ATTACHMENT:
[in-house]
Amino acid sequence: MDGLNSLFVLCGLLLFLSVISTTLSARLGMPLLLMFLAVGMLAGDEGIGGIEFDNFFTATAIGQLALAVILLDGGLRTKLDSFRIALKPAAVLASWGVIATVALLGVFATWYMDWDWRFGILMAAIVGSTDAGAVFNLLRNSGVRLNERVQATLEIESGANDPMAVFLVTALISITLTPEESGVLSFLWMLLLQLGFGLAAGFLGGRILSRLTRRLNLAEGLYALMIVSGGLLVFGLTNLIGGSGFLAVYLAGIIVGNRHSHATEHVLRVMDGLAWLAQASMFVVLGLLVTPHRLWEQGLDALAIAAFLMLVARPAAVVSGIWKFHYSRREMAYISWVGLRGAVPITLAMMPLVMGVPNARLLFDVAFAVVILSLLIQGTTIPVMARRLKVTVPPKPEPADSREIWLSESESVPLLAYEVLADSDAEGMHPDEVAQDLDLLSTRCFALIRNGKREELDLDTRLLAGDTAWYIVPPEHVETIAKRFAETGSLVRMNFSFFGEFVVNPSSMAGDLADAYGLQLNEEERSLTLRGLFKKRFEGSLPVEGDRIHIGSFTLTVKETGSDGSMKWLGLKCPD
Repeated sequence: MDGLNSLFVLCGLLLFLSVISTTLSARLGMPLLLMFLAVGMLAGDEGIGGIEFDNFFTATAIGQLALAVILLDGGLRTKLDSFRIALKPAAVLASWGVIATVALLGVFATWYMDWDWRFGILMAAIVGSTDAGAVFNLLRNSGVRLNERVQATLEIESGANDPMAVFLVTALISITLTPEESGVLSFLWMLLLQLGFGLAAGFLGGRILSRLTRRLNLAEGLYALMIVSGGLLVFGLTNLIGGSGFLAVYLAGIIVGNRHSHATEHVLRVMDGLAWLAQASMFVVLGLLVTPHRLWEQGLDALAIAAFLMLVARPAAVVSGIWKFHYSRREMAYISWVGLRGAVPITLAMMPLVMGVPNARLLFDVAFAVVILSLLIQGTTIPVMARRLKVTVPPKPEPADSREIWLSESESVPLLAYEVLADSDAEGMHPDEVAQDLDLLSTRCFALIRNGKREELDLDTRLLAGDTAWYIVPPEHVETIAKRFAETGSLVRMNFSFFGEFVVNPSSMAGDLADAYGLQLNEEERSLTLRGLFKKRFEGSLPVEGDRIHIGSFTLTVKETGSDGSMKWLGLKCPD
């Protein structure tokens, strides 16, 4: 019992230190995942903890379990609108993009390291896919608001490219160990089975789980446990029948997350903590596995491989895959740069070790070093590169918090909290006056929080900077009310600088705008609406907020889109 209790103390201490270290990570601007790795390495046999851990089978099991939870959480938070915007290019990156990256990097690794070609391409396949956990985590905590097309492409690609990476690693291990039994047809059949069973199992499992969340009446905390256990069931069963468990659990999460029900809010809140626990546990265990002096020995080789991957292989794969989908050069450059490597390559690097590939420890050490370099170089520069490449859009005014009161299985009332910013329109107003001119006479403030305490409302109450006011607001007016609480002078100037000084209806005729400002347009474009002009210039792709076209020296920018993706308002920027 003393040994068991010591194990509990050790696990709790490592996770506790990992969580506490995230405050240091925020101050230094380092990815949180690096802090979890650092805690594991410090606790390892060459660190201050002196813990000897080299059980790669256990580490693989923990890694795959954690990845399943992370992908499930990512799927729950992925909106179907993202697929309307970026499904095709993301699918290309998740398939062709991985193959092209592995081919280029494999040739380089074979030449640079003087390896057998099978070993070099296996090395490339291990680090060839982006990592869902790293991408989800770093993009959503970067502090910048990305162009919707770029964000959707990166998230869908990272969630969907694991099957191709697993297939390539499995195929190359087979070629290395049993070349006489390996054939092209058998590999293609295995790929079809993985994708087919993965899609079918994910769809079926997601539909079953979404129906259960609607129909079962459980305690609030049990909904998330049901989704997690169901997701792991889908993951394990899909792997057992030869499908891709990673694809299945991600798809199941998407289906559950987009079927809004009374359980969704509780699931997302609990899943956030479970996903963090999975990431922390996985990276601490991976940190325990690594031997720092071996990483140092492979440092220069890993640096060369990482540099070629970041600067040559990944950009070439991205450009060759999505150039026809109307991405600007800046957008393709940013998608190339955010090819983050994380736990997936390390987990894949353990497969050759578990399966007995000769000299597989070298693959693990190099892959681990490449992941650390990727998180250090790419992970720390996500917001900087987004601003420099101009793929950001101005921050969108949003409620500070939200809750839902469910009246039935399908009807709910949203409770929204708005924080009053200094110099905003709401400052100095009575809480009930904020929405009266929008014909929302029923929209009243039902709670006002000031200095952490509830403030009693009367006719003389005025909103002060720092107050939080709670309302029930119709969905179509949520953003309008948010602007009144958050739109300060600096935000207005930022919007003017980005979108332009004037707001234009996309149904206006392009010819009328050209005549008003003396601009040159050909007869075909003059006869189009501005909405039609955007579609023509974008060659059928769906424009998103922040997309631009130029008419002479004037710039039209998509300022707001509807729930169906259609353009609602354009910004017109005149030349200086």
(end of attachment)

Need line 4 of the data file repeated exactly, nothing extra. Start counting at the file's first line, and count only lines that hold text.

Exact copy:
């Protein structure tokens, strides 16, 4: 019992230190995942903890379990609108993009390291896919608001490219160990089975789980446990029948997350903590596995491989895959740069070790070093590169918090909290006056929080900077009310600088705008609406907020889109 209790103390201490270290990570601007790795390495046999851990089978099991939870959480938070915007290019990156990256990097690794070609391409396949956990985590905590097309492409690609990476690693291990039994047809059949069973199992499992969340009446905390256990069931069963468990659990999460029900809010809140626990546990265990002096020995080789991957292989794969989908050069450059490597390559690097590939420890050490370099170089520069490449859009005014009161299985009332910013329109107003001119006479403030305490409302109450006011607001007016609480002078100037000084209806005729400002347009474009002009210039792709076209020296920018993706308002920027 003393040994068991010591194990509990050790696990709790490592996770506790990992969580506490995230405050240091925020101050230094380092990815949180690096802090979890650092805690594991410090606790390892060459660190201050002196813990000897080299059980790669256990580490693989923990890694795959954690990845399943992370992908499930990512799927729950992925909106179907993202697929309307970026499904095709993301699918290309998740398939062709991985193959092209592995081919280029494999040739380089074979030449640079003087390896057998099978070993070099296996090395490339291990680090060839982006990592869902790293991408989800770093993009959503970067502090910048990305162009919707770029964000959707990166998230869908990272969630969907694991099957191709697993297939390539499995195929190359087979070629290395049993070349006489390996054939092209058998590999293609295995790929079809993985994708087919993965899609079918994910769809079926997601539909079953979404129906259960609607129909079962459980305690609030049990909904998330049901989704997690169901997701792991889908993951394990899909792997057992030869499908891709990673694809299945991600798809199941998407289906559950987009079927809004009374359980969704509780699931997302609990899943956030479970996903963090999975990431922390996985990276601490991976940190325990690594031997720092071996990483140092492979440092220069890993640096060369990482540099070629970041600067040559990944950009070439991205450009060759999505150039026809109307991405600007800046957008393709940013998608190339955010090819983050994380736990997936390390987990894949353990497969050759578990399966007995000769000299597989070298693959693990190099892959681990490449992941650390990727998180250090790419992970720390996500917001900087987004601003420099101009793929950001101005921050969108949003409620500070939200809750839902469910009246039935399908009807709910949203409770929204708005924080009053200094110099905003709401400052100095009575809480009930904020929405009266929008014909929302029923929209009243039902709670006002000031200095952490509830403030009693009367006719003389005025909103002060720092107050939080709670309302029930119709969905179509949520953003309008948010602007009144958050739109300060600096935000207005930022919007003017980005979108332009004037707001234009996309149904206006392009010819009328050209005549008003003396601009040159050909007869075909003059006869189009501005909405039609955007579609023509974008060659059928769906424009998103922040997309631009130029008419002479004037710039039209998509300022707001509807729930169906259609353009609602354009910004017109005149030349200086």